Close this search box.

Birds and farming

This page looks at the role of birds in farming. It includes a look at owls, the Red-billed Oxpecker and vultures; avitourism, and where you can out find more.


Decreasing margins in farming enterprises and other issues can lead to farming more intensively – and to farm in new areas. This places pressure on natural systems and the birds and other animals which inhabit these areas.

A large number of birds on a farm does not automatically indicate a healthy bird population. The visible birds might abound on that farm owing to a particular resource or crop. What about the bird species which do not fit into this category? There might be some which occurred naturally in the area whose numbers drop dramatically or completely.


Farms with variety are bird-friendly farms

Whatever type of farming is practiced, there are ways of reducing the impact on bird diversity. Careful planning of new lands or any other developments which will alter the natural habitat is important. A good principle is to maintain a mosaic of different land uses on a farm. Even if a large part of the area of the farm is utilised, a range of different land uses and an intact variety of different micro-habitats will ensure a greater variety of birds can benefit from the farm.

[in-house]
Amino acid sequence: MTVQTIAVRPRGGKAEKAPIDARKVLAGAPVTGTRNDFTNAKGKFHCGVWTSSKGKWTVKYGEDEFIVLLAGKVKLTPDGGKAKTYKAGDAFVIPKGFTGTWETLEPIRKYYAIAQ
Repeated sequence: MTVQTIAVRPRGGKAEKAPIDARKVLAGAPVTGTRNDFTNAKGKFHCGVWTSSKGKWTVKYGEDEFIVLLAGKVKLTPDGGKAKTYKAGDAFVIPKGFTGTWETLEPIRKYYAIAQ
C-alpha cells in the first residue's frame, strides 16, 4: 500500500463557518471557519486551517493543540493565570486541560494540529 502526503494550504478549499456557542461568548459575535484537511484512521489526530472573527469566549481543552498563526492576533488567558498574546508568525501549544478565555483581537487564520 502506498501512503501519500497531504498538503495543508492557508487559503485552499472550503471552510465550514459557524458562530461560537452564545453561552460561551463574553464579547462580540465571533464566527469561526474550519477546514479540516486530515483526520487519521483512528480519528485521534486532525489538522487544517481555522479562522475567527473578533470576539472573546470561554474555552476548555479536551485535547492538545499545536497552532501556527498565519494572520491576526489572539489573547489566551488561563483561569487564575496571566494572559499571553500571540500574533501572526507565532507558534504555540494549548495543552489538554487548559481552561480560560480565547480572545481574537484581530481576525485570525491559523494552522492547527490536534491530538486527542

Farm well to reduce habitat change

Alternatives to the establishment of new lands should be sought, such as more efficient farming methods to obtain increased yields from the existing lands. In general, good farming methods promote the wellbeing of the natural resources and are desirable. Even a simple example such as overgrazing of veld and too frequent veld fires will lead to habitat changes, inevitably leading to a reduction in certain bird species.


Birds need corridors too